- “The drug, which has not yet been approved in the European Union, can be used to treat adults with COVID-19, who do not need oxygen but are at risk of developing severe disease,” the EMA said in a statement. .
- The agency has advised that Baxlovid should be given as soon as possible after a diagnosis of COVID-19 and within five days of symptoms appearing
- The drug should not be used in patients with severe renal or hepatic impairment, and it should not be given to pregnant women.
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The most common side effects of Baxlovid treatment are taste changes, diarrhea, and vomiting.
The EMA clarifies that recommendations issued prior to the drug being put on the market will be used by regulators in European Union countries to decide on the possible authorization of treatment with this preparation prior to its final approval.
The agency said it was still conducting research on Paxlovid and that it would be brought to market after analyzing new data as it became available.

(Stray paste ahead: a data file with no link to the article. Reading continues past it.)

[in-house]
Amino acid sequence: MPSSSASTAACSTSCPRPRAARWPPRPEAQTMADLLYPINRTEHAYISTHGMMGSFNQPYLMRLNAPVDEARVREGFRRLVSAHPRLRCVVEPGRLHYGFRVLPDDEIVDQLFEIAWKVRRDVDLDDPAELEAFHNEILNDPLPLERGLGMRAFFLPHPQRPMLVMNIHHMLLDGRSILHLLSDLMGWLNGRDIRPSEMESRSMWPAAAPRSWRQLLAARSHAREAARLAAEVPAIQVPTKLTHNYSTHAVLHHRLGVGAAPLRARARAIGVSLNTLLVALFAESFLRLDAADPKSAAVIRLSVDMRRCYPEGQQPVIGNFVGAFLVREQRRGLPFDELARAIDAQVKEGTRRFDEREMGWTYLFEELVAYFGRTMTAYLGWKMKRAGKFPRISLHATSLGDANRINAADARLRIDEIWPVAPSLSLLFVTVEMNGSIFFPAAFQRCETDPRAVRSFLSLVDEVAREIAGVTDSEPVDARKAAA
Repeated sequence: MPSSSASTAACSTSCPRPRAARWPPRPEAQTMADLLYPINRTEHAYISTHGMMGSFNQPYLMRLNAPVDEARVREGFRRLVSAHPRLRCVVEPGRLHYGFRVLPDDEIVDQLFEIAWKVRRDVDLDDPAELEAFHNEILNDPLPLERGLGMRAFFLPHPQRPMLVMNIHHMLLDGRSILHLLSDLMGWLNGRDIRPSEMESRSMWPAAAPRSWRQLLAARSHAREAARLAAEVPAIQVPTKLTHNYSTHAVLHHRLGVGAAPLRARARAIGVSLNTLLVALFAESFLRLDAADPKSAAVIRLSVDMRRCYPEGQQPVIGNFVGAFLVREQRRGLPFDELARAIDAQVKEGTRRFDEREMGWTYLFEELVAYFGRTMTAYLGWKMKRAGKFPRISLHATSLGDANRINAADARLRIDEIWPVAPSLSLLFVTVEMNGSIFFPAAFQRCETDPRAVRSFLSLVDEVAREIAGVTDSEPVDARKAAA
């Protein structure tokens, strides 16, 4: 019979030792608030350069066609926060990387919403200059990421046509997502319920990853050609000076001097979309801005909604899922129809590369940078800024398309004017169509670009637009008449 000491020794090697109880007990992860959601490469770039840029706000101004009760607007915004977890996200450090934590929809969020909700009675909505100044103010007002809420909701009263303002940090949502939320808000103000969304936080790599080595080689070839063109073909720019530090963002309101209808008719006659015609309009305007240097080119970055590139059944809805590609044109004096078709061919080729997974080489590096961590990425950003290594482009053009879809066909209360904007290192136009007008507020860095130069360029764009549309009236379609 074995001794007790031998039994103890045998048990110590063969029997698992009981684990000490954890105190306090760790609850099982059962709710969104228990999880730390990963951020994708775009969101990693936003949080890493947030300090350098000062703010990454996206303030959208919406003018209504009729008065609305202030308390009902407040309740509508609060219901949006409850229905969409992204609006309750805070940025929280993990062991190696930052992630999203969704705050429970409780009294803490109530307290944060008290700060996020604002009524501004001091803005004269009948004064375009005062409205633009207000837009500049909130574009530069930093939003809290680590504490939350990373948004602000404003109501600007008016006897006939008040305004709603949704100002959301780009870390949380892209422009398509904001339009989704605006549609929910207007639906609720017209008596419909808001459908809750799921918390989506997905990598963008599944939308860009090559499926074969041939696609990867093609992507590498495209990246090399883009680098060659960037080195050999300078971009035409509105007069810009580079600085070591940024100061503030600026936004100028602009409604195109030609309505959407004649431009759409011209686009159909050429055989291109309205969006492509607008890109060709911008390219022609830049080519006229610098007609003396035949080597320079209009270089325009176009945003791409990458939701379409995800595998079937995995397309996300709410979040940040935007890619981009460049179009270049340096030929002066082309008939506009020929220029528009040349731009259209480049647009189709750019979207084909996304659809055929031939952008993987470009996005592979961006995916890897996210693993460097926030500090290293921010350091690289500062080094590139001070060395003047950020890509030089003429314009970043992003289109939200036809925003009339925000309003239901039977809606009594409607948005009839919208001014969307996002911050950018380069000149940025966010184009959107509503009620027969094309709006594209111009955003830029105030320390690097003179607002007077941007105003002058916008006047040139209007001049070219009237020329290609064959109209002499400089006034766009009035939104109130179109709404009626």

The EMA also issued recommendations Thursday for the drug Xevudy, which is also recommended to treat adults and adolescents with Covid-19 who do not need oxygen but are at risk of developing a severe form of the disease. Xevudy is produced by GSK and Vir Biotechnology, and is currently used as an immunosuppressive drug.
According to an EMA report, laboratory studies suggest that Xevudy may also be effective in treating infections with the Omikron variant.
This preparation has not been approved by the EMA on the EU market as a medicine for COVID-19, but the agency’s recommendations are guidelines for the authorities of EU countries.
The EMA also recommends the inclusion of adult patients with COVID-19, who are at risk of serious respiratory dysfunction or pneumonia and require the administration of oxygen, the immunosuppressive drug Kineret (anakinra), produced by the Swedish company Sobi. The preparation has been available on the market since 2001.
In November, the EMA issued recommendations for the use of molnupiravir, Merck & Co.’s oral drug. for Covid-19.
The EMA has so far approved three drugs for Covid-19 in the European market. The first – Veklury, which disrupts the production of viral RNA – in July 2020. Two more – Ronapreve and Regkirona, based on monoclonal antibodies – November 11.
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